5. Carter, O., Konkle, T., Wang, Q., Hayward, V., Moore, C.: Tactile rivalry demonstrated with an ambiguous apparent-motion quartet. Curr. Biol. 18(14), 1050–1054 (2008)

    CrossRef  Google Scholar 

  6. Dayan, P.: A hierarchical model of binocular rivalry. Neural Comput. 10(5), 1119–1135 (1998)

    CrossRef  Google Scholar 

  7. Deutsch, D.: An auditory illusion. Nature 251(5473), 307 (1974)

    CrossRef  Google Scholar 

  8. Freeman, A.W.: A multi-stage model for binocular rivalry. J. Neurophysiol. 94, 4412–4420 (2005)

    CrossRef  Google Scholar 

  9. Greff, K., Klein, A., Chovanec, M., Hutter, F., Schmidhuber, J.: The Sacred infrastructure for computational research. In: Proceedings of the 16th Python in Science Conference, pp. 49–56. SciPy (2017)

    Google Scholar 

  10. Hohwy, J., Roepstorff, A., Friston, K.: Predictive coding explains binocular rivalry: an epistemological review. Cognition 108(3), 687–701 (2008)

    CrossRef  Google Scholar 

  11. Jaeger, H.: The “echo state” approach to analysing and training recurrent neural networks-with an erratum note. Bonn, Germany: German National Research Center for Information Technology GMD Technical report 148, 34 (2001)

    Google Scholar 

  12. Jaeger, H.: Controlling recurrent neural networks by conceptors. arXiv preprint arXiv:1403.3369 (2014)

  13. Levelt, W.J.: On binocular rivalry. Ph.D. thesis, Van Gorcum Assen (1965)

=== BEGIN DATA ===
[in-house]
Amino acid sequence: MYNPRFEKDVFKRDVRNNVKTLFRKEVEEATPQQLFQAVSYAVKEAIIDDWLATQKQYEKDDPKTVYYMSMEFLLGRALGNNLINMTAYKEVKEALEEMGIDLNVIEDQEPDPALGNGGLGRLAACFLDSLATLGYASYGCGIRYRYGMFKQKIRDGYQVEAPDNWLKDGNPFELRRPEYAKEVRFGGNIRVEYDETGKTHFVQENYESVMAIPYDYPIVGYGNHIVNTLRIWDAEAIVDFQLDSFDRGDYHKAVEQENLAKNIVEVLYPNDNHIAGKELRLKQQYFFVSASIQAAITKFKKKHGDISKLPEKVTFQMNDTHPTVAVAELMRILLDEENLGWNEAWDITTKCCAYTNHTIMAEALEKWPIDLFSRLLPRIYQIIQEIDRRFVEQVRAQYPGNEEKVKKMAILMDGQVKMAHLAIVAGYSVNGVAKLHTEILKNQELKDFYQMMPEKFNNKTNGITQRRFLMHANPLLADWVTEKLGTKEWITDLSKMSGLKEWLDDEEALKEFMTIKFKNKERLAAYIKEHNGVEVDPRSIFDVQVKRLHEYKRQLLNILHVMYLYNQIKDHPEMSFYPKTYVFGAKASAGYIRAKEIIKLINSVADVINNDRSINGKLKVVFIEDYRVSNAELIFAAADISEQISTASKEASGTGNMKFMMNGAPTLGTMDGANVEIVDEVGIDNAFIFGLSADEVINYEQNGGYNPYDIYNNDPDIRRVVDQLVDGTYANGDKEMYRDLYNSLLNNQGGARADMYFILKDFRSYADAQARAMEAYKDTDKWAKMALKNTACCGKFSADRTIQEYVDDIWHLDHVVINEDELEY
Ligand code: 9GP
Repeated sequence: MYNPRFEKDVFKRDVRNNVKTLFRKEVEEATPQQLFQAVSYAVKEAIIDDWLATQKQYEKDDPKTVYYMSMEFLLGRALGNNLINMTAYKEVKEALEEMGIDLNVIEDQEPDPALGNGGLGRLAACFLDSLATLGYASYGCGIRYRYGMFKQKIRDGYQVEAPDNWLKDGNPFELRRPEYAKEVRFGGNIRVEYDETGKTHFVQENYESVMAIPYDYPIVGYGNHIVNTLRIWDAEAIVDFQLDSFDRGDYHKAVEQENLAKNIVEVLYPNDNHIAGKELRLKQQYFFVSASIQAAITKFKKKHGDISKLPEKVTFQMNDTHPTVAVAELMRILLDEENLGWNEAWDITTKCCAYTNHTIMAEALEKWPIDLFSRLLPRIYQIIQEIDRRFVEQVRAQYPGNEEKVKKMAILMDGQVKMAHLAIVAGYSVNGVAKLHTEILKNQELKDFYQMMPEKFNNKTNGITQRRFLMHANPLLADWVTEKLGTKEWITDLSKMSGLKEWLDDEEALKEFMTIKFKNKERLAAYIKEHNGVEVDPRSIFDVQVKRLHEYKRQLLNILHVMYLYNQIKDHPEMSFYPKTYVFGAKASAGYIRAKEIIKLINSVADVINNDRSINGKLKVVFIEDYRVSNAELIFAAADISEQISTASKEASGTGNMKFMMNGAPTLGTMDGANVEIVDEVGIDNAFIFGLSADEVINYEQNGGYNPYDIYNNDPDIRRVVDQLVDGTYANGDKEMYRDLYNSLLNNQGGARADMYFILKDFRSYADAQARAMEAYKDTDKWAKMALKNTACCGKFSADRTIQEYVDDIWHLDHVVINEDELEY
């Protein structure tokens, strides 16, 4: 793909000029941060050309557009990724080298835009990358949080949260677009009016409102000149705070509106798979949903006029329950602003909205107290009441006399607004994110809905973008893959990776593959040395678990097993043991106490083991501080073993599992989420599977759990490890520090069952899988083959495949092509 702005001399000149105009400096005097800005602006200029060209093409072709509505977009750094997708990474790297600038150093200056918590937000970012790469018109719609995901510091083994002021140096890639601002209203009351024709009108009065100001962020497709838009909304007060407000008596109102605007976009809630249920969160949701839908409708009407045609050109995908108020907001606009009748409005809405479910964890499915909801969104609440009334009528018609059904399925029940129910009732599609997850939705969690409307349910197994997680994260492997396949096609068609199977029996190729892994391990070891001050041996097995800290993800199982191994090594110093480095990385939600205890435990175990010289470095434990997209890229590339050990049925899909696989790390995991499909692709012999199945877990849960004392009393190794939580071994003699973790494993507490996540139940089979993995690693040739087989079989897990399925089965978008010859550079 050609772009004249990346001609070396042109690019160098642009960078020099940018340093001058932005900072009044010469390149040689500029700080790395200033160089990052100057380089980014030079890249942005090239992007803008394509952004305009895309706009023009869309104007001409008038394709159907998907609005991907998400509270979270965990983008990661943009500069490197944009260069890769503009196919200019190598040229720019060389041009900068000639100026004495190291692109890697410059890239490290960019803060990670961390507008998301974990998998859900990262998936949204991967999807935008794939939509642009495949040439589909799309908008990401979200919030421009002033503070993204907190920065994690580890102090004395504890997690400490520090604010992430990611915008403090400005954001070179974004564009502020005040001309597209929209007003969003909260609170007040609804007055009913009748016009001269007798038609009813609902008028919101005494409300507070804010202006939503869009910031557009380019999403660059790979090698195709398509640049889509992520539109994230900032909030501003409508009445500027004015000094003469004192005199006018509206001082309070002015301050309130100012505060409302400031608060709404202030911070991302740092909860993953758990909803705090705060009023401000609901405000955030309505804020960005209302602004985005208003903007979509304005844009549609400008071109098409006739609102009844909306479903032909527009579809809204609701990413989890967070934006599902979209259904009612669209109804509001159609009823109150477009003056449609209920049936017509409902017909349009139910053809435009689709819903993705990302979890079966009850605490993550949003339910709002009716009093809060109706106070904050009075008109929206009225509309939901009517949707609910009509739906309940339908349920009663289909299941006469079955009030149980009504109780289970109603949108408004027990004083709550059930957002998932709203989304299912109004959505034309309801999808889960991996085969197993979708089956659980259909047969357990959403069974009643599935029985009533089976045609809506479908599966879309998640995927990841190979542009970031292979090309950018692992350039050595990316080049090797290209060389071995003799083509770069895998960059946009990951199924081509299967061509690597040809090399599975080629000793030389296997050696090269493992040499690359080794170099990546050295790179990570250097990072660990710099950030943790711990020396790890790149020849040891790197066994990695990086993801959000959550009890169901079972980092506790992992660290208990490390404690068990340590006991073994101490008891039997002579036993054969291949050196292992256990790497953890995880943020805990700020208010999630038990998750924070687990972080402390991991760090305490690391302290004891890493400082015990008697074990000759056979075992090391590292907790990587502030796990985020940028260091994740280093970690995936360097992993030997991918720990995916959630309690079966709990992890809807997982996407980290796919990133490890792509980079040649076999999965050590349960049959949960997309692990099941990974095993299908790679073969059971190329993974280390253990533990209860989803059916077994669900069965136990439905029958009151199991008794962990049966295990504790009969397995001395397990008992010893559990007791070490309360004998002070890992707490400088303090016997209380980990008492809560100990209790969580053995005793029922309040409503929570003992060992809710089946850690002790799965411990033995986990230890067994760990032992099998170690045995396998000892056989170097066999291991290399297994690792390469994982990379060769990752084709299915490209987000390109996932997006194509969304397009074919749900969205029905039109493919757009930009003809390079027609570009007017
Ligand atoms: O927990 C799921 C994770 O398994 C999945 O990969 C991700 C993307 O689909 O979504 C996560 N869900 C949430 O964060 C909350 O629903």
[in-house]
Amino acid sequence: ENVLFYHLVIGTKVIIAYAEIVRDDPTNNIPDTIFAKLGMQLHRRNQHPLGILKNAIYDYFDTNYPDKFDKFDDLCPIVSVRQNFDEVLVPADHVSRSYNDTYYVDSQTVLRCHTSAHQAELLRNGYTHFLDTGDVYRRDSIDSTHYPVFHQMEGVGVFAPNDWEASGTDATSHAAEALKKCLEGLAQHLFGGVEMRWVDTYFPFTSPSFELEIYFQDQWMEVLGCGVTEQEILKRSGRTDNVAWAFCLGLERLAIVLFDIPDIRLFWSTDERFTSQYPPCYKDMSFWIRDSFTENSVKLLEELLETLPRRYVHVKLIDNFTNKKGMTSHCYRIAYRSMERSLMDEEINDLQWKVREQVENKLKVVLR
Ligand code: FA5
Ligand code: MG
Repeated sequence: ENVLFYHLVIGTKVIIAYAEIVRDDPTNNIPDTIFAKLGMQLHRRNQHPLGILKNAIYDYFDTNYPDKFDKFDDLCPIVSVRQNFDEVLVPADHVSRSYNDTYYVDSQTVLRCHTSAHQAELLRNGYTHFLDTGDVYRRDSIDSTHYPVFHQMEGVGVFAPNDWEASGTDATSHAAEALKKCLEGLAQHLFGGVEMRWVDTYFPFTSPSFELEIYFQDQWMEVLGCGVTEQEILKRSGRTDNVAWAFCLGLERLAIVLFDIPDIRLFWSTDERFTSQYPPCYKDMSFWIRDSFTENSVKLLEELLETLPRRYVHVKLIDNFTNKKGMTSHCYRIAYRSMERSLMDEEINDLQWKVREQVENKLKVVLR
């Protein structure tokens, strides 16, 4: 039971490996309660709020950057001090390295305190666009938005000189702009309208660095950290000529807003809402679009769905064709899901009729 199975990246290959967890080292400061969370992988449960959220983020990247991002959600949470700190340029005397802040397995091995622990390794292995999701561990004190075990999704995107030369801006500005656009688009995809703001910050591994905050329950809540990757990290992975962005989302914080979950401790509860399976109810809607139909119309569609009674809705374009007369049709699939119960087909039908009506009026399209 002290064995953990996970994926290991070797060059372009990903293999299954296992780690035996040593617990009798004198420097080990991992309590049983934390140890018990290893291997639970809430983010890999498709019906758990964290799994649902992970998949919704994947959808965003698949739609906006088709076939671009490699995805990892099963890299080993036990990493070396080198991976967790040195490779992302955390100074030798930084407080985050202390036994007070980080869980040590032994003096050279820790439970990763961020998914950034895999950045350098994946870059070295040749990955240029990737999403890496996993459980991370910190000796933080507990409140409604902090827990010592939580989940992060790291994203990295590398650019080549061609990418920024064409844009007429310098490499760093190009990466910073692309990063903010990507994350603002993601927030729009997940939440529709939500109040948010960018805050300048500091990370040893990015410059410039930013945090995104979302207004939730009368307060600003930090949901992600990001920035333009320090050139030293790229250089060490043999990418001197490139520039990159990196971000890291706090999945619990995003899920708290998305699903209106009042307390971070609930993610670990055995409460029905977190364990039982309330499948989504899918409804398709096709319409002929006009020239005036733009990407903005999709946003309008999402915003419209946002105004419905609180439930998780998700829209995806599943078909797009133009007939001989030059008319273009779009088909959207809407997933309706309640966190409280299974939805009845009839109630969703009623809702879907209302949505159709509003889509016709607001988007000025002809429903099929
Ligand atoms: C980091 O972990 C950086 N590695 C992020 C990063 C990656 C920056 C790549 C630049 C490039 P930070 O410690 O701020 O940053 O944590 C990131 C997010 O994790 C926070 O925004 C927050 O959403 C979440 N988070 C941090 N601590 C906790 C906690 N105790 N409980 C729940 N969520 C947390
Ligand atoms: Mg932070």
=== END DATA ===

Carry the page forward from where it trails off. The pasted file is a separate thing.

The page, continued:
Google Scholar 

  14. Necker, L.A.: LXI. observations on some remarkable optical phænomena seen in switzerland; and on an optical phænomenon which occurs on viewing a figure of a crystal or geometrical solid. The London, Edinburgh, and Dublin Philos. Mag. J. Sci. 1(5), 329–337 (1832)

    CrossRef  Google Scholar 

  15. Wheatstone, C.: Contributions to the physiology of vision.-part the first. on some remarkable, and hitherto unobserved, phenomena of binocular vision. Philos. Trans. Roy. Soc. Lond. 128, 371–394 (1838)

    Google Scholar 

  16. Zhou, W., Chen, D.: Binaral rivalry between the nostrils and in the cortex. Curr. Biol. 19(18), 1561–1565 (2009)

    CrossRef  Google Scholar 

Download references

Author information

Authors and Affiliations


Corresponding author

Correspondence to Felix Meyer zu Driehausen .

Editor information

Editors and Affiliations

Rights and permissions

Reprints and Permissions

Copyright information

© 2019 Springer Nature Switzerland AG

About this paper

Verify currency and authenticity via CrossMark

Cite this paper

Meyer zu Driehausen, F., Busche, R., Leugering, J., Pipa, G. (2019). Bistable Perception in Conceptor Networks. In: Tetko, I., Kůrková, V., Karpov, P., Theis, F. (eds) Artificial Neural Networks and Machine Learning – ICANN 2019: Workshop and Special Sessions. ICANN 2019. Lecture Notes in Computer Science(), vol 11731. Springer, Cham.

Download citation

  • DOI:

  • Published:

  • Publisher Name: Springer, Cham

  • Print ISBN: 978-3-030-30492-8

  • Online ISBN: 978-3-030-30493-5

  • eBook Packages: Computer ScienceComputer Science (R0)